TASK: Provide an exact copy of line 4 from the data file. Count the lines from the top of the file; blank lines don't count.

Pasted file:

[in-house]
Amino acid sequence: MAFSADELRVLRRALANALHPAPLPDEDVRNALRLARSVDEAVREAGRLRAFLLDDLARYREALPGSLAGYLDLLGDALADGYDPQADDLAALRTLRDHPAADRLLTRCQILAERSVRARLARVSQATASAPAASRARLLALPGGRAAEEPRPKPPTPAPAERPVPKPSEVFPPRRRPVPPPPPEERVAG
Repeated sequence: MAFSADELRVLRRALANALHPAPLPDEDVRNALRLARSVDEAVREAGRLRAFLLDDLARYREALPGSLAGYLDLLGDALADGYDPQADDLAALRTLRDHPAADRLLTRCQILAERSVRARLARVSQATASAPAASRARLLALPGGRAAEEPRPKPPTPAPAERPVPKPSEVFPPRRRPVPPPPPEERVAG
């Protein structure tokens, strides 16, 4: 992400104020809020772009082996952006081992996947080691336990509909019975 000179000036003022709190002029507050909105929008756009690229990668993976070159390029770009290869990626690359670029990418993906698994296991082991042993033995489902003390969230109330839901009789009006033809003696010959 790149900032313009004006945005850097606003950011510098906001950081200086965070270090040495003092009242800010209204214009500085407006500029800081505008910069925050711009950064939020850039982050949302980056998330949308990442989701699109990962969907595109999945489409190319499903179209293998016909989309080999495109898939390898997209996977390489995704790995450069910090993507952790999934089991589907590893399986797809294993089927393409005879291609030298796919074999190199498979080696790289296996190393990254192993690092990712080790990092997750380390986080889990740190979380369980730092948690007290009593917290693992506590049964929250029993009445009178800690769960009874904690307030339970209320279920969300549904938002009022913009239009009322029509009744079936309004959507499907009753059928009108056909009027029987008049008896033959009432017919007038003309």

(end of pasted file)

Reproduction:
């Protein structure tokens, strides 16, 4: 992400104020809020772009082996952006081992996947080691336990509909019975 000179000036003022709190002029507050909105929008756009690229990668993976070159390029770009290869990626690359670029990418993906698994296991082991042993033995489902003390969230109330839901009789009006033809003696010959 790149900032313009004006945005850097606003950011510098906001950081200086965070270090040495003092009242800010209204214009500085407006500029800081505008910069925050711009950064939020850039982050949302980056998330949308990442989701699109990962969907595109999945489409190319499903179209293998016909989309080999495109898939390898997209996977390489995704790995450069910090993507952790999934089991589907590893399986797809294993089927393409005879291609030298796919074999190199498979080696790289296996190393990254192993690092990712080790990092997750380390986080889990740190979380369980730092948690007290009593917290693992506590049964929250029993009445009178800690769960009874904690307030339970209320279920969300549904938002009022913009239009009322029509009744079936309004959507499907009753059928009108056909009027029987008049008896033959009432017919007038003309």